Eating Disorders

Eating disorders are complex, life-threatening conditions from which people can and do get better. They can affect anyone young or old.

The term ‘eating disorder’ refers to a group of conditions characterised by:

  • Severe disturbances in eating
  • Emotional and psychological distress
  • Physical consequences

The disordered eating can take various forms, from fasting (self-starvation) to consuming vast amounts of food beyond what the body needs to satisfy its hunger (bingeing). Excessive exercising or self-induced vomiting, the use of laxatives or diuretics are used to avoid weight gain (purging). All of these behaviors can have a serious effect on both physical and emotional health.

Although the term ‘eating disorder’ is applies to a wide range of disturbed eating disorders, only three conditions are listed in official classifications. The main eating disorders are:

  • Anorexia
  • Bulimia
  • Binge eating

Anorexia Nervosa

A person experiencing anorexia nervosa will make determined efforts to attain and maintain a body weight lower than the normal body weight for their age, sex and height. They will be preoccupied with thoughts about food and the need to lose weight. They may exercise excessively and go to dangerous extremes such as vomiting or taking laxatives and diuretics in order to control weight. Statistics show that anorexia most commonly occurs among adolescent girls and young women in their early 20s but recent studies suggest an increased incidence among males and among children.

Bulimia Nervosa

A person with bulimia binge eats and then tries to get rid of the food through dangerous behaviors. These can include fasting, excessive exercising, self-induced vomiting, the use of laxatives or other medications. Most people with bulimia maintain weight within the normal range for their age, sex and height. It is therefore less obvious than anorexia and it can remain unnoticed for longer.

Binge Eating

Also referred to as compulsive overeating. A person with binge eating disorder may eat large amounts of food but does not try to get rid of it. They are therefore likely to put on considerable amounts of weight over time. They find themselves locked into a lonely cycle of dieting, bingeing and self-loathing.


If You Are Experiencing An Eating Disorder You May Share Many Of The Following Features

  • Do you constantly fear gaining weight?
  • Do you ever think that losing weight will make things better?
  • Do you feel guilty when you eat?
  • Are you always thinking about calories, what you’re going to eat next, when, where, with whom?
  • Do you feel that other people are better than you, that you’re not good enough as you are?
  • Are family and friends commenting on your weight or expressing concern about your weight?
  • Do you criticise yourself constantly?
  • Do you find it hard to talk about how you feel?
  • Do you ever feel lonely, depressed or suicidal?
  • Do you find socialising difficult and try to avoid being with other people especially when food is involved?
  • Do you have difficulty asking for help from others?
  • Do you feel cold all the time?
  • Have your periods stopped or become irregular?
  • Do you feel a compulsion to exercise more than everyone else?
  • Do you make yourself sick after eating?


Getting Help

Admitting there is a problem and deciding to get help is never easy for a person with an eating disorder. Getting better means giving up your way of coping and replacing it with healthier alternatives. This can see frightening and even impossible. FInding support and help from someone you trust us extremely important.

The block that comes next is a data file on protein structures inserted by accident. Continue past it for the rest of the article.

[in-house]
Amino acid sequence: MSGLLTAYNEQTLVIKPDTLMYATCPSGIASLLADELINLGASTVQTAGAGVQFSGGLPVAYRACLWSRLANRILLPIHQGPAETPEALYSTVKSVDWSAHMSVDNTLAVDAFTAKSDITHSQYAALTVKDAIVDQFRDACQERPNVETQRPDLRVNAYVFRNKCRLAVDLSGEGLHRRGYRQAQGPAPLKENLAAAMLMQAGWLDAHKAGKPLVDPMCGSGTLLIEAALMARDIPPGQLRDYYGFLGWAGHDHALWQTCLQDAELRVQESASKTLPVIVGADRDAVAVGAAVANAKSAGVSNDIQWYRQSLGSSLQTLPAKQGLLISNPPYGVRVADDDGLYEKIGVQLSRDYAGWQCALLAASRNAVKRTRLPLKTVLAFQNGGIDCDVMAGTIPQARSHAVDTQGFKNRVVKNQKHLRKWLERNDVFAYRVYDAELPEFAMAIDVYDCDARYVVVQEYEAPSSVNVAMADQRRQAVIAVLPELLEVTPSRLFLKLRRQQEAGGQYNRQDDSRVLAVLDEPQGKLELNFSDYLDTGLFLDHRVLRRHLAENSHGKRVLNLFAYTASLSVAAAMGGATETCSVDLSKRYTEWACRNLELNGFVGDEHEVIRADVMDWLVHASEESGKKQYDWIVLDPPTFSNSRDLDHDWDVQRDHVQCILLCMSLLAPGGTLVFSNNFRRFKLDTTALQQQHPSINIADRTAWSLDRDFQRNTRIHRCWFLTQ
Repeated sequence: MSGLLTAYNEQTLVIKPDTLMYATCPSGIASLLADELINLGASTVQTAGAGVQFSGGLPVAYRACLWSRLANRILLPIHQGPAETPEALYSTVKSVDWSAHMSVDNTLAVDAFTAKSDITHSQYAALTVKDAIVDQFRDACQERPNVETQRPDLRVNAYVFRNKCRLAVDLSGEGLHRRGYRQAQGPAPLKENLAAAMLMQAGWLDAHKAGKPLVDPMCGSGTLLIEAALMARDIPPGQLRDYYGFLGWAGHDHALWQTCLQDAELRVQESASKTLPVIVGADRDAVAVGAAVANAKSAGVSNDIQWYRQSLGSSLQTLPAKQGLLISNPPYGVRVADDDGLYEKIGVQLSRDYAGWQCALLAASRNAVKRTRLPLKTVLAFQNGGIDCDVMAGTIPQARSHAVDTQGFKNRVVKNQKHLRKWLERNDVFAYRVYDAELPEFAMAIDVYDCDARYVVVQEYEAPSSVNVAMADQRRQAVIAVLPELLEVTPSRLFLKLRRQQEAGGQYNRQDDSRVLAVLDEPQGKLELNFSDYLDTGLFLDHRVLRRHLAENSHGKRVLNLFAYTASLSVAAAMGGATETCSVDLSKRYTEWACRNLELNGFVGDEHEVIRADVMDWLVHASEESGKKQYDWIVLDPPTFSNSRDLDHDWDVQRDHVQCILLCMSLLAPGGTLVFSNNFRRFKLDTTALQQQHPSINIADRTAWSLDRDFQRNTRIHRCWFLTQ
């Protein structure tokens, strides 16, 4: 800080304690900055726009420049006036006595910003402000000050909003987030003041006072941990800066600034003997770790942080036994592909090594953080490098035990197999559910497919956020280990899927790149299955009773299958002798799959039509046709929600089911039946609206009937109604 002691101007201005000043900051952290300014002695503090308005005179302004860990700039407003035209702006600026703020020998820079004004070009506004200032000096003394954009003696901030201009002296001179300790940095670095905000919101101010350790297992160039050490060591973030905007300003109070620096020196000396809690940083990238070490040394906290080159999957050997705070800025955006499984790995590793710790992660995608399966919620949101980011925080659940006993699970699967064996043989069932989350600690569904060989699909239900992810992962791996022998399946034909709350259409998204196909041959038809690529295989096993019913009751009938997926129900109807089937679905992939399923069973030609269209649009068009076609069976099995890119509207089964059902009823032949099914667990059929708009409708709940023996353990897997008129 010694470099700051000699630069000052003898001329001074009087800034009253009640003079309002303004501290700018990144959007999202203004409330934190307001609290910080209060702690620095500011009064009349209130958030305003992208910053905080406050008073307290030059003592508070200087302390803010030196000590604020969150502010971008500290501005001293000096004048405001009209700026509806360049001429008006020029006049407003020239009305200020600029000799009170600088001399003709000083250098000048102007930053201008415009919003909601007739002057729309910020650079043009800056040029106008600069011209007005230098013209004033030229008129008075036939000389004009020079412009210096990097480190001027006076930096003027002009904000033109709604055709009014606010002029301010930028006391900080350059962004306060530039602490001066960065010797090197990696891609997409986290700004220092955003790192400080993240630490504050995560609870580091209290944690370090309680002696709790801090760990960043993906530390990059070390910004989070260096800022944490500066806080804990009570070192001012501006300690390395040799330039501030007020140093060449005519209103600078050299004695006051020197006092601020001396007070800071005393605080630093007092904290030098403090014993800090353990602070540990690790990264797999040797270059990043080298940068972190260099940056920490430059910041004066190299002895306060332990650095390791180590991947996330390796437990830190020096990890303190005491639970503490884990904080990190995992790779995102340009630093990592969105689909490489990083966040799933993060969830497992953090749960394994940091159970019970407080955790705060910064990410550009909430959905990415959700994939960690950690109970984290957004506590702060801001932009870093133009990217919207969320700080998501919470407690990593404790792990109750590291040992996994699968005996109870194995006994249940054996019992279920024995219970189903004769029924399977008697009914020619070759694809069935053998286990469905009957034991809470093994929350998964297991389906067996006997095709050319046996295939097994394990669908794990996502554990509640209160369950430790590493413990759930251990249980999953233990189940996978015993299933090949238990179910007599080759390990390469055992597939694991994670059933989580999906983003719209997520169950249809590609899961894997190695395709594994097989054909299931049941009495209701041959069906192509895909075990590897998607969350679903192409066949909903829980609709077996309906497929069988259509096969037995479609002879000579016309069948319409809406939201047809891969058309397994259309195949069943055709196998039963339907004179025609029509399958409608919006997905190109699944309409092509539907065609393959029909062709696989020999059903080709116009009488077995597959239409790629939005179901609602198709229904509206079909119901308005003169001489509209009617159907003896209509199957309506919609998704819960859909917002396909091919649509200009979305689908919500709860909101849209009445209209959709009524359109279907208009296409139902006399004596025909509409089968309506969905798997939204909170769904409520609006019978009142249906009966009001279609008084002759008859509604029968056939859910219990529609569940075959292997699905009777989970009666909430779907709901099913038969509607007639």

It is important to have a medical assessment and your GP may carry this out for you. He or she may:

  • Check out any medical condition and offer a firm diagnosis
  • Assess what kind of treatment is most suitable for you
  • Refer you on to a specialist service ie counsellor, psychologist, dietician or psychiatrist

Most people with an eating disorder can be seen as outpatients, but in severe cases, hospitalisation may be necessary. Treatment should address both the emotional and physical problems associated with an eating disorder.

Remember People can and do get better seek help as soon as possible.

Where To Get Help/Support


Bodywhys was established in 1985 in response to the lack of support available to people affected by eating disorders. They provide ongoing support which includes a helpline, free internet based support group and a network of support groups across the country. They also provide leaflets on aspects of all eating disorders, free of charge fromt the helpline.

LoCall Helpline: 1890 200 444

This helpline provides information to anybody affected by eating disorders be they a person with an eating disorder, parent, friend or teacher. Calls are treated confidentially.

Line operates at the following times:

  • Monday 7:30pm to 9:30pm
  • Tuesday 12:30pm to 2:30pm
  • Wednesday 7:30pm to 9:30pm
  • Thursday 10am to 12pm
  • Friday 12:30pm to 2:30pm

Online Support Group

These sessions usually take place from 7:30pm to 9pm on Monday and Wednesday, however some sessions take place from 6pm to 7:30pm. The days of these sessions vary from month to month so it is advisable to log on and check. These meetings are open to people 16 years and older. To register and for more information, go to



Address: Derry Well Woman Centre, Queen st, Derry

Phone: 048 71 360777 (from R. of Ireland) or 028 71 360 777 (from NI)

Support Group

The group meet fortnightly on Wednesday at 7:30pm. The support group is facilitated by 2 women, 1 who is a trained counsellor who specialised in eating disorders. This support is open to girls and women only.


Derry Well Woman offer counselling for eating disorders. For an appointment or more information call the above number. Counsellors are specially trained to work with women experiencing an eating disorder.